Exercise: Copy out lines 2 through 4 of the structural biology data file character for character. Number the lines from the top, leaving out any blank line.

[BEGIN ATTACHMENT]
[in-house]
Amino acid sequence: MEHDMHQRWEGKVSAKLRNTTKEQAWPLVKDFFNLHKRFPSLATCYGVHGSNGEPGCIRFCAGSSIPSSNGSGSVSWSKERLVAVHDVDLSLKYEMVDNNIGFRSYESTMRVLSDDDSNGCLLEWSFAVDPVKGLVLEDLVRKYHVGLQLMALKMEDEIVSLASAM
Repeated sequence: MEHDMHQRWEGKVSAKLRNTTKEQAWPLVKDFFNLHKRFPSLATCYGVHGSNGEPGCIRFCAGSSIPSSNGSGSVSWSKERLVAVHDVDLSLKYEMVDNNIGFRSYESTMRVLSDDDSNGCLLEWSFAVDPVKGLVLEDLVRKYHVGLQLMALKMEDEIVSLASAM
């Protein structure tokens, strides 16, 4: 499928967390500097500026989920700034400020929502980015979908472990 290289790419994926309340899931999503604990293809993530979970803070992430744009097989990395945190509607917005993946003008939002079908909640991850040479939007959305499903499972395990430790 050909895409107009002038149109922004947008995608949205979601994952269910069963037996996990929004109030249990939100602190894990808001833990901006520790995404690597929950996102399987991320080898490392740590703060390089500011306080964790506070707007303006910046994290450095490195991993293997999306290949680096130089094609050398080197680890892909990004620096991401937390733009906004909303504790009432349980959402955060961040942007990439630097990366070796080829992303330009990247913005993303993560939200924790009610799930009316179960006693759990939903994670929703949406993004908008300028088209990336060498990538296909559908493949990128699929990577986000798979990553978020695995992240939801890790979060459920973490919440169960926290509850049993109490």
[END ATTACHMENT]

Amino acid sequence: MEHDMHQRWEGKVSAKLRNTTKEQAWPLVKDFFNLHKRFPSLATCYGVHGSNGEPGCIRFCAGSSIPSSNGSGSVSWSKERLVAVHDVDLSLKYEMVDNNIGFRSYESTMRVLSDDDSNGCLLEWSFAVDPVKGLVLEDLVRKYHVGLQLMALKMEDEIVSLASAM
Repeated sequence: MEHDMHQRWEGKVSAKLRNTTKEQAWPLVKDFFNLHKRFPSLATCYGVHGSNGEPGCIRFCAGSSIPSSNGSGSVSWSKERLVAVHDVDLSLKYEMVDNNIGFRSYESTMRVLSDDDSNGCLLEWSFAVDPVKGLVLEDLVRKYHVGLQLMALKMEDEIVSLASAM
């Protein structure tokens, strides 16, 4: 499928967390500097500026989920700034400020929502980015979908472990 290289790419994926309340899931999503604990293809993530979970803070992430744009097989990395945190509607917005993946003008939002079908909640991850040479939007959305499903499972395990430790 050909895409107009002038149109922004947008995608949205979601994952269910069963037996996990929004109030249990939100602190894990808001833990901006520790995404690597929950996102399987991320080898490392740590703060390089500011306080964790506070707007303006910046994290450095490195991993293997999306290949680096130089094609050398080197680890892909990004620096991401937390733009906004909303504790009432349980959402955060961040942007990439630097990366070796080829992303330009990247913005993303993560939200924790009610799930009316179960006693759990939903994670929703949406993004908008300028088209990336060498990538296909559908493949990128699929990577986000798979990553978020695995992240939801890790979060459920973490919440169960926290509850049993109490």